Raycenter

2013 10.08 – 29.08 Krasnopresnensky sugar refining factory art center, Moscow

Photography series
Dimension: 40 x 60 cm
Production: 2012 – 2013

A typical back of beyond from the standpoint of large city inhabitants looks like this: a concrete modernist stele with an emblem and welcome on the gateway road and not less meaningful ‘Good journey!’ on its exit way, roads with a last repairing made half a century ago, Soviet street spilling over to Lenin square smoothly. Most of these towns are inseparably linked with villages and other neighboring rural settlements, agrarian and urban traits are intertwined into firstly paradoxical but solid, if to get accustomed to, organism. Small towns now are likely to be insustrial places with rural living conditions, ruined buildings of former factory shops and blown out signal lights of tall plant chimneys.

These towns usually functioning as district centers are not common in public consciousness. The most attention is paid to villages: social tradegies, joblessness, depression are in focus of bloggers and media, regional centers with theirs facades of main streets also appear in news as image makers for whole regions. However, small towns have only one function of interchange station with an express to main cities vicinities delayed somewhere and for ever for some of its inhabitants. It is considered that small towns are places for marginal who could not integrate in big cities’ communities or for whom who got a place at local levels of so–called vertical of authority.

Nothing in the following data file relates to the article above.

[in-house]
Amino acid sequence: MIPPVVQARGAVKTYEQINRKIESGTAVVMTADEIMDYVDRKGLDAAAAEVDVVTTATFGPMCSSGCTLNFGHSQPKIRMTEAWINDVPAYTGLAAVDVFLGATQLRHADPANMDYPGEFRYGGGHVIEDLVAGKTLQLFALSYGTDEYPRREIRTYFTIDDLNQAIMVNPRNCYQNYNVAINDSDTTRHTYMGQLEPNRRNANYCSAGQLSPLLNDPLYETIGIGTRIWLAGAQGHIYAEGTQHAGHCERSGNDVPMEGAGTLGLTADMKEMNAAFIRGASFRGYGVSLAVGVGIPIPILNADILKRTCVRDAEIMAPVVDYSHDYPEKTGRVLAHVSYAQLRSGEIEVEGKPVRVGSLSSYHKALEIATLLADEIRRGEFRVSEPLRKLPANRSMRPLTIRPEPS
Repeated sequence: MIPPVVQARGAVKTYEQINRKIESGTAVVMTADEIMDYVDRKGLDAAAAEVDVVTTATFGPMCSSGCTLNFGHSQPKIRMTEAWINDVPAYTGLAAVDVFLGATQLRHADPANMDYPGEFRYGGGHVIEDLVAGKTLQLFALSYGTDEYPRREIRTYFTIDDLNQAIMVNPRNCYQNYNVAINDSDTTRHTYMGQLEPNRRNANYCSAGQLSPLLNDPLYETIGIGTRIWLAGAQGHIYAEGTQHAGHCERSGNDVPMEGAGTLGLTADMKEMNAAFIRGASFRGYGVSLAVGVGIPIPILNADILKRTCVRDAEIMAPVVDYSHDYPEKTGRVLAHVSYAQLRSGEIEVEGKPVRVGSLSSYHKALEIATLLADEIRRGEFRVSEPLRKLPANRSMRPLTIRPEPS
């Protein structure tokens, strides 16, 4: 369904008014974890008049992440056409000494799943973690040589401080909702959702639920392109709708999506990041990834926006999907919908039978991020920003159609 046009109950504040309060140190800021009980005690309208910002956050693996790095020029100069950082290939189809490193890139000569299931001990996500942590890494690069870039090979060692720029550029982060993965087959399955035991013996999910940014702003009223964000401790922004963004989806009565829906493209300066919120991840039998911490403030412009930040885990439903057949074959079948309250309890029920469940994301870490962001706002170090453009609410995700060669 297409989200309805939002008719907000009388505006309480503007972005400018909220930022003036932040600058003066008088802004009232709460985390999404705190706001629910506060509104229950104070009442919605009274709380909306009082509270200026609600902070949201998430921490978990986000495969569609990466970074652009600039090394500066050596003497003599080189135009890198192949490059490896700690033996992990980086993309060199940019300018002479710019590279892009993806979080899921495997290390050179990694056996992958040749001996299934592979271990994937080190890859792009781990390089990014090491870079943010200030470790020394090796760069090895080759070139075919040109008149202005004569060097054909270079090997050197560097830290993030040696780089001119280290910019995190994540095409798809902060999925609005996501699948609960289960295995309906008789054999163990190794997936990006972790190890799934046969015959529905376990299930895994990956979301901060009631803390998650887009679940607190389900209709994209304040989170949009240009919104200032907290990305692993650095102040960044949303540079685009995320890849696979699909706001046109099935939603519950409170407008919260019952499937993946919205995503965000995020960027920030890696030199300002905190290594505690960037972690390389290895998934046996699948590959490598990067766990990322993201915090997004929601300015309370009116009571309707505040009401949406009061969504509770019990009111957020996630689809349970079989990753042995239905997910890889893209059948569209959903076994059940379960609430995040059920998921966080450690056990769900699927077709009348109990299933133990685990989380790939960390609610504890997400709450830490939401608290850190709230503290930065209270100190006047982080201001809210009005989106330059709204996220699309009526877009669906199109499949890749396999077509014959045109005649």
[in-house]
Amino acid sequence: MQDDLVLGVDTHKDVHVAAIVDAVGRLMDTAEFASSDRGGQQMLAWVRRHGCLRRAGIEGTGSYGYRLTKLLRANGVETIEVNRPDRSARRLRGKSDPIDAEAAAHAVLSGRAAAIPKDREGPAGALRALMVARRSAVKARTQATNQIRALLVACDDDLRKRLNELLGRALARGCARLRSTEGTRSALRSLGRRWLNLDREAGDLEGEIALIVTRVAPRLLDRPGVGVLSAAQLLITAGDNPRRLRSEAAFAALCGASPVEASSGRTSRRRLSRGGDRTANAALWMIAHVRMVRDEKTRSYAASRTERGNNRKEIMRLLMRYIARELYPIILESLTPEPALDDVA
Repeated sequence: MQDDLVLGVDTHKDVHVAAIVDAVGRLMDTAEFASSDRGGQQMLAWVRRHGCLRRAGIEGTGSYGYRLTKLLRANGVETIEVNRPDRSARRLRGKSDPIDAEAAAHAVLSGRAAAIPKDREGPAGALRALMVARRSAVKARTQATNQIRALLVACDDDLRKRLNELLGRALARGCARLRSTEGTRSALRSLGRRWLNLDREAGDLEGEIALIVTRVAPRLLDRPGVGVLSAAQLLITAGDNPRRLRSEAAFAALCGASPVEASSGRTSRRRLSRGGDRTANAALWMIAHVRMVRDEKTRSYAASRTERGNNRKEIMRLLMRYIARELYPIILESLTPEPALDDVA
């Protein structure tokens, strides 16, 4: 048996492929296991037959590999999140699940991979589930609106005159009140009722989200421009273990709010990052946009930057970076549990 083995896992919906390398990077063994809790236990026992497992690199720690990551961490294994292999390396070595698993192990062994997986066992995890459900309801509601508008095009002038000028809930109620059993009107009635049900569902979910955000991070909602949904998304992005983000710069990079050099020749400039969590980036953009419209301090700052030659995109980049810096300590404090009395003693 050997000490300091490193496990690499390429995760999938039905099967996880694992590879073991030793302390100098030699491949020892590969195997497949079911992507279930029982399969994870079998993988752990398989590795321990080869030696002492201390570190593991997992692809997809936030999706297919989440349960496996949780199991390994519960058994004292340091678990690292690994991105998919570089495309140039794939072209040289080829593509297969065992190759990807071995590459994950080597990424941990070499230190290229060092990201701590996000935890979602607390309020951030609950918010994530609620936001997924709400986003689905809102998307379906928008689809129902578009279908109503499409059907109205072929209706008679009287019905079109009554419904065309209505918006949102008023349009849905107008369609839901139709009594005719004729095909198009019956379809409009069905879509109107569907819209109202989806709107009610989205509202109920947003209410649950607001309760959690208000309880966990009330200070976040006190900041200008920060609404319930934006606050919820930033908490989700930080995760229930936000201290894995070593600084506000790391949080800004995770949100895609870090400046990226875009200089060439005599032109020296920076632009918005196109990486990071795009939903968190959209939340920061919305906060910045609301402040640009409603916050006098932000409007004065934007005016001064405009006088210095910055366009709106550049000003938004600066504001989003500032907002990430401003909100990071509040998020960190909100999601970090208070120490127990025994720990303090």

Small towns are too far from the rest world and everything here becomes exaggerated and gets in your eyes straightly with biting sarcasm: social differentiation, ruins of a bygone era and dreams found in school essays.

District centers in spite of geographical and climate differences form the metaphysical view of post–Soviet area, invariable in different countries and places, without urbanization and ecological tourism yet, but with production sites, income sources and lives already destroyed.

Raycenter is a homophone of Russian word that means district center.